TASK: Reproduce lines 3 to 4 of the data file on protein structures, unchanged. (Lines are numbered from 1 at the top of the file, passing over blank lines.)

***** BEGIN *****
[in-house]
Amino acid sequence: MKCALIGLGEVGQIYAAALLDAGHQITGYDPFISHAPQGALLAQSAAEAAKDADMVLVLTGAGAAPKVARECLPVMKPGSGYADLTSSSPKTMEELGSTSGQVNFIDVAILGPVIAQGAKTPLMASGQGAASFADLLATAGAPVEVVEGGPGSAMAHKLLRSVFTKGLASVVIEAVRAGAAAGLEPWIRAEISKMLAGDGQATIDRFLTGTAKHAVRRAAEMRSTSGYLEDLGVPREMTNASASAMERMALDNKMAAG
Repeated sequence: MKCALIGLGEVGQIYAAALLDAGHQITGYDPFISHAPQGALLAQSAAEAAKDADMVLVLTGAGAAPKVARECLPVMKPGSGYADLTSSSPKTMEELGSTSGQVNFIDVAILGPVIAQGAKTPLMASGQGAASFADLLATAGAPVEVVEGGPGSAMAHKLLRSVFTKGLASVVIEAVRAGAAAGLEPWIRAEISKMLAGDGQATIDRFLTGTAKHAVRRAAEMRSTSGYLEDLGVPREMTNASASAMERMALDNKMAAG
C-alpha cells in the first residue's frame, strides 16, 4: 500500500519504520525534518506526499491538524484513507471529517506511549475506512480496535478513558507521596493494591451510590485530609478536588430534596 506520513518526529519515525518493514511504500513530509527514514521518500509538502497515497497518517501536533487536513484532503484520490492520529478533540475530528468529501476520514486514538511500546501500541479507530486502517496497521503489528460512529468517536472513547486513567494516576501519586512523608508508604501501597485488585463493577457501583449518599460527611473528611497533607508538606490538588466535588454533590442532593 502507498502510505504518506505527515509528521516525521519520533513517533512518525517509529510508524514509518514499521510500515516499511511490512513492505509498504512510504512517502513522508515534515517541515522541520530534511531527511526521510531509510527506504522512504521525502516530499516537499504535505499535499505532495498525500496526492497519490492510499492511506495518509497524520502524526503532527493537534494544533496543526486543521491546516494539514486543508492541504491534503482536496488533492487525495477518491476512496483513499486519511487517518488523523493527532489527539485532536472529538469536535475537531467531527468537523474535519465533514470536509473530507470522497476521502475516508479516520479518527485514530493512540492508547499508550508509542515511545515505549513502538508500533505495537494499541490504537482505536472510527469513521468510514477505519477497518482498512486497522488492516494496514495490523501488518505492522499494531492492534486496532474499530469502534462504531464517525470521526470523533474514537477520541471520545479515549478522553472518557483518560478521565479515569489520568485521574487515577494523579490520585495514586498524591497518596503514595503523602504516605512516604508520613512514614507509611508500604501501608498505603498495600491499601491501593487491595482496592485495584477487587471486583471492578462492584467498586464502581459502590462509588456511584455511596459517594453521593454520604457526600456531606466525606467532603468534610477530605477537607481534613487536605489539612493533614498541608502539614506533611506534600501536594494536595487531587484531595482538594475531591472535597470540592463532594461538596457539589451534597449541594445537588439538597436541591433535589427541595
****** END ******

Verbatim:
Repeated sequence: MKCALIGLGEVGQIYAAALLDAGHQITGYDPFISHAPQGALLAQSAAEAAKDADMVLVLTGAGAAPKVARECLPVMKPGSGYADLTSSSPKTMEELGSTSGQVNFIDVAILGPVIAQGAKTPLMASGQGAASFADLLATAGAPVEVVEGGPGSAMAHKLLRSVFTKGLASVVIEAVRAGAAAGLEPWIRAEISKMLAGDGQATIDRFLTGTAKHAVRRAAEMRSTSGYLEDLGVPREMTNASASAMERMALDNKMAAG
C-alpha cells in the first residue's frame, strides 16, 4: 500500500519504520525534518506526499491538524484513507471529517506511549475506512480496535478513558507521596493494591451510590485530609478536588430534596 506520513518526529519515525518493514511504500513530509527514514521518500509538502497515497497518517501536533487536513484532503484520490492520529478533540475530528468529501476520514486514538511500546501500541479507530486502517496497521503489528460512529468517536472513547486513567494516576501519586512523608508508604501501597485488585463493577457501583449518599460527611473528611497533607508538606490538588466535588454533590442532593 502507498502510505504518506505527515509528521516525521519520533513517533512518525517509529510508524514509518514499521510500515516499511511490512513492505509498504512510504512517502513522508515534515517541515522541520530534511531527511526521510531509510527506504522512504521525502516530499516537499504535505499535499505532495498525500496526492497519490492510499492511506495518509497524520502524526503532527493537534494544533496543526486543521491546516494539514486543508492541504491534503482536496488533492487525495477518491476512496483513499486519511487517518488523523493527532489527539485532536472529538469536535475537531467531527468537523474535519465533514470536509473530507470522497476521502475516508479516520479518527485514530493512540492508547499508550508509542515511545515505549513502538508500533505495537494499541490504537482505536472510527469513521468510514477505519477497518482498512486497522488492516494496514495490523501488518505492522499494531492492534486496532474499530469502534462504531464517525470521526470523533474514537477520541471520545479515549478522553472518557483518560478521565479515569489520568485521574487515577494523579490520585495514586498524591497518596503514595503523602504516605512516604508520613512514614507509611508500604501501608498505603498495600491499601491501593487491595482496592485495584477487587471486583471492578462492584467498586464502581459502590462509588456511584455511596459517594453521593454520604457526600456531606466525606467532603468534610477530605477537607481534613487536605489539612493533614498541608502539614506533611506534600501536594494536595487531587484531595482538594475531591472535597470540592463532594461538596457539589451534597449541594445537588439538597436541591433535589427541595